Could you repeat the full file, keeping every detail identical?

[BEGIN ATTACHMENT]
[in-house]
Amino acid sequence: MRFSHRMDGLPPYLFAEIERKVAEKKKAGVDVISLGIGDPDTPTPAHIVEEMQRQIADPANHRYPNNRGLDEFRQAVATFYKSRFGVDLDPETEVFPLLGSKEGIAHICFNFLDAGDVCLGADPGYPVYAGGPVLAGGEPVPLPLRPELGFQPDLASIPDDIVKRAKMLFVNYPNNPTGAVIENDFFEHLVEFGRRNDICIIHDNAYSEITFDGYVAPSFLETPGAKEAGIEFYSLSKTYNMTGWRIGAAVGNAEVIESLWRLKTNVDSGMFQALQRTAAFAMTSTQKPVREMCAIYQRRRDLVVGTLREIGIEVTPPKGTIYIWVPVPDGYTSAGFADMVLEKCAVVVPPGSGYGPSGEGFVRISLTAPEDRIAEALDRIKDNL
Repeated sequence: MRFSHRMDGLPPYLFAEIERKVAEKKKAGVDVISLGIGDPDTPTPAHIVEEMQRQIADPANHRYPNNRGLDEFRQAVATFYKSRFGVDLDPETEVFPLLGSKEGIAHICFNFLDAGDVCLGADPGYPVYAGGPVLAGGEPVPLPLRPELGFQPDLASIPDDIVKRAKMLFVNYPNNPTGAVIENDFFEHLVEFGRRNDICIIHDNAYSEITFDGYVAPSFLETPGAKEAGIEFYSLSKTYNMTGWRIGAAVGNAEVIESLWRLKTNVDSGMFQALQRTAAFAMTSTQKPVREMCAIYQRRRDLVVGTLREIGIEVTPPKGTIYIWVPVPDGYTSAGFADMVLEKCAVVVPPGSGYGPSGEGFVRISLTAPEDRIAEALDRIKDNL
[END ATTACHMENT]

[in-house]
Amino acid sequence: MRFSHRMDGLPPYLFAEIERKVAEKKKAGVDVISLGIGDPDTPTPAHIVEEMQRQIADPANHRYPNNRGLDEFRQAVATFYKSRFGVDLDPETEVFPLLGSKEGIAHICFNFLDAGDVCLGADPGYPVYAGGPVLAGGEPVPLPLRPELGFQPDLASIPDDIVKRAKMLFVNYPNNPTGAVIENDFFEHLVEFGRRNDICIIHDNAYSEITFDGYVAPSFLETPGAKEAGIEFYSLSKTYNMTGWRIGAAVGNAEVIESLWRLKTNVDSGMFQALQRTAAFAMTSTQKPVREMCAIYQRRRDLVVGTLREIGIEVTPPKGTIYIWVPVPDGYTSAGFADMVLEKCAVVVPPGSGYGPSGEGFVRISLTAPEDRIAEALDRIKDNL
Repeated sequence: MRFSHRMDGLPPYLFAEIERKVAEKKKAGVDVISLGIGDPDTPTPAHIVEEMQRQIADPANHRYPNNRGLDEFRQAVATFYKSRFGVDLDPETEVFPLLGSKEGIAHICFNFLDAGDVCLGADPGYPVYAGGPVLAGGEPVPLPLRPELGFQPDLASIPDDIVKRAKMLFVNYPNNPTGAVIENDFFEHLVEFGRRNDICIIHDNAYSEITFDGYVAPSFLETPGAKEAGIEFYSLSKTYNMTGWRIGAAVGNAEVIESLWRLKTNVDSGMFQALQRTAAFAMTSTQKPVREMCAIYQRRRDLVVGTLREIGIEVTPPKGTIYIWVPVPDGYTSAGFADMVLEKCAVVVPPGSGYGPSGEGFVRISLTAPEDRIAEALDRIKDNL